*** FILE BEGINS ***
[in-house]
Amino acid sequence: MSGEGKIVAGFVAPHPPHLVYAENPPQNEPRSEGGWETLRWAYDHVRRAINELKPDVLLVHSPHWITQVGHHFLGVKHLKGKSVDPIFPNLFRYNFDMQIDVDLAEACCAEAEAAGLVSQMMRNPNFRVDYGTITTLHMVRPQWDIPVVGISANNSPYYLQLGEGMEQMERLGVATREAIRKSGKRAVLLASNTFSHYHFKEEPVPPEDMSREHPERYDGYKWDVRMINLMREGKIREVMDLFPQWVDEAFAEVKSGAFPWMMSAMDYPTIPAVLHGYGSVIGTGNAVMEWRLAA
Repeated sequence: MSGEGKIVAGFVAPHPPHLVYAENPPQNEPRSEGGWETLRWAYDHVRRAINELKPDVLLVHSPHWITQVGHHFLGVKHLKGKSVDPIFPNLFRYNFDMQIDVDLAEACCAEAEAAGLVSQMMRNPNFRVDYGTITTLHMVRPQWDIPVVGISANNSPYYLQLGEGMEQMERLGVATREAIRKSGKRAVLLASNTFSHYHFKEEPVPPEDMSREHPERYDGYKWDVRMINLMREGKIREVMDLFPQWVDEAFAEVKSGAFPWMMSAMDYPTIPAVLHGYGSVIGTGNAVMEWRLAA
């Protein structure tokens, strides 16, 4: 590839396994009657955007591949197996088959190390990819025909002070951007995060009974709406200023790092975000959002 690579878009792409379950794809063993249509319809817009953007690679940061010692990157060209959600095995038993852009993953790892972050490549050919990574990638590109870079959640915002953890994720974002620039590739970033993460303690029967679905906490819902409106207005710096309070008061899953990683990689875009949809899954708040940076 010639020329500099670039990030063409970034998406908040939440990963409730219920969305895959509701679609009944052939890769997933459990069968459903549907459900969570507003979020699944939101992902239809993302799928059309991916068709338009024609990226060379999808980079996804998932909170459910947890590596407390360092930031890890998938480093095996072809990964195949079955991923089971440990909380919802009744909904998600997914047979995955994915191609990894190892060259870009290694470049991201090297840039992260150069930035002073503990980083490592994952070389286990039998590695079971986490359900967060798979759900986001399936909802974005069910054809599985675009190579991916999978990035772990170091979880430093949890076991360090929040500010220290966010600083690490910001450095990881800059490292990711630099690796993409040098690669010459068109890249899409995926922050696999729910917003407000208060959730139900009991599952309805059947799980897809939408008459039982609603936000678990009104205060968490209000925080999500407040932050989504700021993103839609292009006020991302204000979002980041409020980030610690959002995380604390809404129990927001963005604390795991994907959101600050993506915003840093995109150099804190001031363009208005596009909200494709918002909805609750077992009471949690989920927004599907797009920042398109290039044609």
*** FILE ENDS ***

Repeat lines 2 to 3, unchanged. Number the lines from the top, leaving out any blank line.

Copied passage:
Amino acid sequence: MSGEGKIVAGFVAPHPPHLVYAENPPQNEPRSEGGWETLRWAYDHVRRAINELKPDVLLVHSPHWITQVGHHFLGVKHLKGKSVDPIFPNLFRYNFDMQIDVDLAEACCAEAEAAGLVSQMMRNPNFRVDYGTITTLHMVRPQWDIPVVGISANNSPYYLQLGEGMEQMERLGVATREAIRKSGKRAVLLASNTFSHYHFKEEPVPPEDMSREHPERYDGYKWDVRMINLMREGKIREVMDLFPQWVDEAFAEVKSGAFPWMMSAMDYPTIPAVLHGYGSVIGTGNAVMEWRLAA
Repeated sequence: MSGEGKIVAGFVAPHPPHLVYAENPPQNEPRSEGGWETLRWAYDHVRRAINELKPDVLLVHSPHWITQVGHHFLGVKHLKGKSVDPIFPNLFRYNFDMQIDVDLAEACCAEAEAAGLVSQMMRNPNFRVDYGTITTLHMVRPQWDIPVVGISANNSPYYLQLGEGMEQMERLGVATREAIRKSGKRAVLLASNTFSHYHFKEEPVPPEDMSREHPERYDGYKWDVRMINLMREGKIREVMDLFPQWVDEAFAEVKSGAFPWMMSAMDYPTIPAVLHGYGSVIGTGNAVMEWRLAA